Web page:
When I arrived at the Ewert's property (that's where the Thrush has been coming to feeders) Elmer Ewert was restocking his feeders and laying some out on the ground. He welcomed me and gave me a seat to sit on and told me where I should sit to get a perfect angle for viewing once the bird came. He returned to his house and a few minutes later I heard a window open behind me. I turned around to find an outstretched hand full of fruit and cookies! What a great place to be out birding!

While I munched away some American Tree Sparrows were perching themselves nicely for some photos:

Soon enough the Thrush appeared in a tree nearby to survey the surroundings and ensure it was a safe time to eat. It came to the ground and joined the other birds in a feast of seeds.

Birding doesn't get any better with free food, great birds and generous hosts.

A big thanks to Ewert for his generosity!

After enjoying great looks at the Thrush Ewert suggested that I explore his backyard. His dog joined me in a little adventure and it had great fun chasing away a flock of Wild Turkeys.

A very foxy dog (if I may say so myself):

Soon enough I was on my way back towards the city. Some highlights during my return were Common Grackles, a Killdeer, Turkey Vultures and Horned Larks.

Sunday 6 March 2011

Ashbridge's Bay Park

I was worried I wouldn't have anything to write about from this weekend after a rainy Saturday and delays with the transit in Toronto today. But I managed to get down to Ashbridge's Bay Park in Toronto this afternoon and found several white-winged Gulls and early migrants along with the regulars.

In this photo alone there are 6 white-winged Gulls (I think they're all Iceland):

Most of the white-winged Gulls were Iceland Gulls (11 was my final count after checking over my photos) with 1 Glaucous Gull and 1 Thayer's Gull (or what I thought was a Thayer's but after closer scrutiny it looks more like an Iceland).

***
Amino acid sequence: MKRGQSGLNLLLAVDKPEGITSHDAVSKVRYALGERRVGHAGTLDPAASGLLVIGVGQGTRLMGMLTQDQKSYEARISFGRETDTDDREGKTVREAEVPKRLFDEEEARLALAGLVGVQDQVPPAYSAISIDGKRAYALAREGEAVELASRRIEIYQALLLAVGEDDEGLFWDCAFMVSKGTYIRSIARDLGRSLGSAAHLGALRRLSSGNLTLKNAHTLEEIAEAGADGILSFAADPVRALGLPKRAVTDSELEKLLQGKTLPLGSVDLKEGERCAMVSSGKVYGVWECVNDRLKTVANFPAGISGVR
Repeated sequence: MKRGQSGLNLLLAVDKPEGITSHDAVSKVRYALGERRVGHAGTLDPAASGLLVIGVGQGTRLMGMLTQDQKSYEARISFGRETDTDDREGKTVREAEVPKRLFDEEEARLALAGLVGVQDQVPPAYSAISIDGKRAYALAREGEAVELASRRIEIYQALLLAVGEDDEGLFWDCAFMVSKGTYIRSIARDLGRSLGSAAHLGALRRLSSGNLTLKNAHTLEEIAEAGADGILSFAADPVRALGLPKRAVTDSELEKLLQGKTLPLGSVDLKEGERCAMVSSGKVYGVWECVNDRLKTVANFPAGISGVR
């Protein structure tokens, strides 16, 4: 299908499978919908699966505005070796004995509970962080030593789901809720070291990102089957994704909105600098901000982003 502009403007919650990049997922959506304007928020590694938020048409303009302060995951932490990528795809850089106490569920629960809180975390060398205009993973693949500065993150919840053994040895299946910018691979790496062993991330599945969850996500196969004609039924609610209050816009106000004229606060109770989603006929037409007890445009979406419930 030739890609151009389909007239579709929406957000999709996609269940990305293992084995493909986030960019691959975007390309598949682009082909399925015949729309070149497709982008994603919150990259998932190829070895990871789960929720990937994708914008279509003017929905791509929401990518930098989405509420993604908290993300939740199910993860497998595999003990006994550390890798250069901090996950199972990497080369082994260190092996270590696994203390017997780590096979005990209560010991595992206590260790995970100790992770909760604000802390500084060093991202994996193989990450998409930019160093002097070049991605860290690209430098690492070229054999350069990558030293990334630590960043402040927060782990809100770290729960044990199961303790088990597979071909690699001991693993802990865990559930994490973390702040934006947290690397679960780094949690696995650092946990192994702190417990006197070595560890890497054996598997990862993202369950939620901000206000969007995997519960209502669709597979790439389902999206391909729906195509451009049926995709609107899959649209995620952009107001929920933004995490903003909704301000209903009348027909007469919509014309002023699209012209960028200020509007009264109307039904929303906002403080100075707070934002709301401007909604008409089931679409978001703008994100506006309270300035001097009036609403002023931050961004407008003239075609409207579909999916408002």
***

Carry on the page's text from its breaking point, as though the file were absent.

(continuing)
Here's the confusing bird:

The slender bill size and relatively lighter coloured primaries (the wing tips that have a bit of black/grey to them) rule out Herring Gull.

At first I thought that the primaries weren't light enough for Iceland but after consulting my Gull book I'm starting to lean towards Iceland because it seems that Thayer's Gull has relatively dark primaries.

The last photo gives a size comparison with a Ring-billed Gull and a closer look at the eye. To me the eye looked relatively dark but my judgement on that can be questioned. I probably had some bias in thinking that because I wanted this bird to be a Thayer's. I'm about 80% sure it's an Iceland, although I'd be happy if you prove me wrong!

Anyway, I'm no Gull expert by any means and I really haven't spent as much time on Gulls as I probably should have considering my connecting with Newfoundland. If you have an opinion or any more insight please feel free to comment or email me!

Red-winged Blackbirds have started to move back in. I saw at least 6 today, I'm starting ignore them and wish they weren't so noisy already! Just last week I was dreaming of their song and it's association with spring and warmer weather. I always want what I can't have. Where are those Killdeer!?

A male and female Brown-headed Cowbird were nearby, here's the male:

I then practiced some silhouette photography with a Bufflehead as it fed in a small open body of water:

Thanks for reading :)